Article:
Forecast for Aspen: hot and dry
The Aspen Times
Aspen CO Colorado
ASPEN – Hot and dry.
Aspen’s weather isn’t difficult to predict these days.
In fact, locals might be hard-pressed to remember the last time it rained. For the record, the Aspen Water Department measured 0.01 inches of precipitation in its rain gauge at the water plant on June 3. That accumulation could be all that stands in the way of posting zeros in the precipitation column when the month is over.
For the last significant rainfall in Aspen, one would have to flip back to May 24, when about a half-inch of precipitation was recorded in the rain gauge for the preceding 24 hours.
June is statistically the driest month of the year in Colorado, according to Ryan Boudreau, who maintains the local forecasting website aspenweather.net along with Cory Gates. But no appreciable rainfall at all is not the norm, he added.
“I highly, highly doubt it’s going to rain this month,” Boudreau said.
The long-term models don’t hint at a change in the weather pattern, he explained. High pressure has a stranglehold on the region, and it doesn’t appear likely to loosen its grip before sometime in July.
A June without rain in Aspen last occurred in 2002 – a memorable year of drought and wildfires across the state.
So far this month, through Wednesday morning, Aspen awoke to clear skies on all but four days, according to the weather data tracked at the water plant. The average high temperature for the month through Wednesday was 76.6 degrees and the high for the month was 83 degrees. Expect temperatures to eclipse that mark Thursday and Friday, according to aspenweather.net, which is predicting a high in the upper 80s Thursday. Friday’s high in Aspen could hit 90.
“It’s very early to be flirting with 90 around here,” Boudreau said.
The weekend forecast looks like a scorcher – “a sizzling heat wave, my friends” – wrote aspenweather.net’s Gates on Wednesday. He was calling for breezy conditions and a high of 89 in Aspen on Saturday and Sunday. His forecast predicted highs in the mid- to upper 90s in the midvalley, 99 in Glenwood Springs and edging above 100 between New Castle and Rifle.
The bone-dry conditions are adding to the heat, according to Boudreau.
“If we had moisture in the ground, we wouldn’t get a 90-degree temperature on Friday,” he said. “Right now, we are in such a drought, the sun’s rays hit the ground, bounce back up in the air and heat up the air even more.”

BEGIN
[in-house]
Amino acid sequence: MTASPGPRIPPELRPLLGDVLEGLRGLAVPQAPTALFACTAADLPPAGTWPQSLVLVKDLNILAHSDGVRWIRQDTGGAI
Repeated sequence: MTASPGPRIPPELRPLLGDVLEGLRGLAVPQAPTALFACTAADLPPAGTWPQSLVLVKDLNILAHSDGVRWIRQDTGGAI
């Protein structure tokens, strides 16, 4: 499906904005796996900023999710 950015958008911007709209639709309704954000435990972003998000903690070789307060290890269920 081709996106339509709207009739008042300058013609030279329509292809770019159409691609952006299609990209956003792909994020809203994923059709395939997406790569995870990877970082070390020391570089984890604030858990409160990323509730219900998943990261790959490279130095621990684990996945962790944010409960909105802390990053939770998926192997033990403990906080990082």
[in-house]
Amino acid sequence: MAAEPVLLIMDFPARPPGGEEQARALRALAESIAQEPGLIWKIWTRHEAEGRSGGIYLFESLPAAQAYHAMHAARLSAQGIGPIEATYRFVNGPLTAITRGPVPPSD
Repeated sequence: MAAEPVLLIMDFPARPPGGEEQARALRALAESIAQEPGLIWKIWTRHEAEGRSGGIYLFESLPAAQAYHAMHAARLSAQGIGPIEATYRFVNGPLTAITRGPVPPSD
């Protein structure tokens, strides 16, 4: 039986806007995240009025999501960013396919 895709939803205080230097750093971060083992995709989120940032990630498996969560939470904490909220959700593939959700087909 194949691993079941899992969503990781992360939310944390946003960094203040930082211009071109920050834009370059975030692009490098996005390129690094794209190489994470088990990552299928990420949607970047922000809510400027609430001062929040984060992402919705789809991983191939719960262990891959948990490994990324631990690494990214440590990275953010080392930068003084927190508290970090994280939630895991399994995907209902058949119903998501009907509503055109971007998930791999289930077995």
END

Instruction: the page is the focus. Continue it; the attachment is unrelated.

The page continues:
So far this month, highs in Aspen have climbed into the 80s on seven days. In 2011, on only two days in late June did temperatures top 80.
Rainfall in June 2011 was below average, but at least some rain fell. The water department recorded five days of precipitation totaling .8 inches for the month last year. The average for June, the department noted, is 1.28 inches and the record, set in 1984, is 4.35 inches.
This year’s June drought comes on the heels of a dry May. The water plant recorded 1.07 inches of precipitation last month; the average for May is 1.83 inches.
The dry conditions and high fire danger this week led Forest Service officials to expand the fire ban in the White River National Forest to include a prohibition on campfires within developed campgrounds. Use of charcoal grills in campgrounds is also banned, starting Friday.
In the Aspen area, that means no campfires in Difficult, Weller, Lincoln Gulch, Lincoln Creek, Portal and Lost Man campgrounds along Highway 82, as well as those in the Maroon Creek Valley. All campgrounds in the Fryingpan and Crystal valleys also are affected.
The forest fire ban, technically called stage II restrictions, also prohibits anything that explodes, including fireworks. Smoking is allowed only inside vehicles, tents and buildings.
“People need to know not to light a match – no cigarettes out the window,” Boudreau said.
Area counties, including Pitkin, also have fire bans in effect and last week, Colorado Gov. John Hickenlooper signed an executive order that bans open burning and private use of fireworks throughout Colorado.
Many communities, including Aspen, have already canceled municipal fireworks displays for July 4.
Support Local Journalism
Support Local Journalism
Readers around Aspen and Snowmass Village make the Aspen Times’ work possible. Your financial contribution supports our efforts to deliver quality, locally relevant journalism.
Now more than ever, your support is critical to help us keep our community informed about the evolving coronavirus pandemic and the impact it is having locally. Every contribution, however large or small, will make a difference.
Each donation will be used exclusively for the development and creation of increased news coverage.
Start a dialogue, stay on topic and be civil.
If you don't follow the rules, your comment may be deleted.
User Legend: Moderator Trusted User
The more the incidence rate of COVID-19 cases lowers in Pitkin County, the faster businesses will be able participate in a state program that eases public health restrictions.